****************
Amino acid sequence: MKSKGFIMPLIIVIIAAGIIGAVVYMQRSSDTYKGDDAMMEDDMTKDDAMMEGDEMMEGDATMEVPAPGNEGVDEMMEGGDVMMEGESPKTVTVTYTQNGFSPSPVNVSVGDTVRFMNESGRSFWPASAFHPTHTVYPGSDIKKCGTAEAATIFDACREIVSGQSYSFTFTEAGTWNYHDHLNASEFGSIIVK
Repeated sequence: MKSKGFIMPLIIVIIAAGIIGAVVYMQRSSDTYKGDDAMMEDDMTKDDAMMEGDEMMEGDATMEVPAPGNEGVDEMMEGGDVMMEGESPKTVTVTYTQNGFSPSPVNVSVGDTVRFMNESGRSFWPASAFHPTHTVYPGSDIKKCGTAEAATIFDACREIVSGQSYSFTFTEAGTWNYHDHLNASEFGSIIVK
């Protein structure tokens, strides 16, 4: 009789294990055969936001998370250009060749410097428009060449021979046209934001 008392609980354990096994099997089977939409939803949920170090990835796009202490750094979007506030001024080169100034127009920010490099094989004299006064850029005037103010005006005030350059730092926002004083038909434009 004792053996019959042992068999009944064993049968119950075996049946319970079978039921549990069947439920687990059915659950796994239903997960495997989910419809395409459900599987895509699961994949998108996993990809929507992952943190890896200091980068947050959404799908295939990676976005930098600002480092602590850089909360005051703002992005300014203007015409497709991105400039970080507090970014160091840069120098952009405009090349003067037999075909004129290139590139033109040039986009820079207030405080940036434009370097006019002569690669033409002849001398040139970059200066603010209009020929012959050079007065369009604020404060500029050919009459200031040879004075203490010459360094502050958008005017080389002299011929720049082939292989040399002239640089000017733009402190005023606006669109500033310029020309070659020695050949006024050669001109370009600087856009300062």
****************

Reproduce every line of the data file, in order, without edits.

Amino acid sequence: MKSKGFIMPLIIVIIAAGIIGAVVYMQRSSDTYKGDDAMMEDDMTKDDAMMEGDEMMEGDATMEVPAPGNEGVDEMMEGGDVMMEGESPKTVTVTYTQNGFSPSPVNVSVGDTVRFMNESGRSFWPASAFHPTHTVYPGSDIKKCGTAEAATIFDACREIVSGQSYSFTFTEAGTWNYHDHLNASEFGSIIVK
Repeated sequence: MKSKGFIMPLIIVIIAAGIIGAVVYMQRSSDTYKGDDAMMEDDMTKDDAMMEGDEMMEGDATMEVPAPGNEGVDEMMEGGDVMMEGESPKTVTVTYTQNGFSPSPVNVSVGDTVRFMNESGRSFWPASAFHPTHTVYPGSDIKKCGTAEAATIFDACREIVSGQSYSFTFTEAGTWNYHDHLNASEFGSIIVK
């Protein structure tokens, strides 16, 4: 009789294990055969936001998370250009060749410097428009060449021979046209934001 008392609980354990096994099997089977939409939803949920170090990835796009202490750094979007506030001024080169100034127009920010490099094989004299006064850029005037103010005006005030350059730092926002004083038909434009 004792053996019959042992068999009944064993049968119950075996049946319970079978039921549990069947439920687990059915659950796994239903997960495997989910419809395409459900599987895509699961994949998108996993990809929507992952943190890896200091980068947050959404799908295939990676976005930098600002480092602590850089909360005051703002992005300014203007015409497709991105400039970080507090970014160091840069120098952009405009090349003067037999075909004129290139590139033109040039986009820079207030405080940036434009370097006019002569690669033409002849001398040139970059200066603010209009020929012959050079007065369009604020404060500029050919009459200031040879004075203490010459360094502050958008005017080389002299011929720049082939292989040399002239640089000017733009402190005023606006669109500033310029020309070659020695050949006024050669001109370009600087856009300062």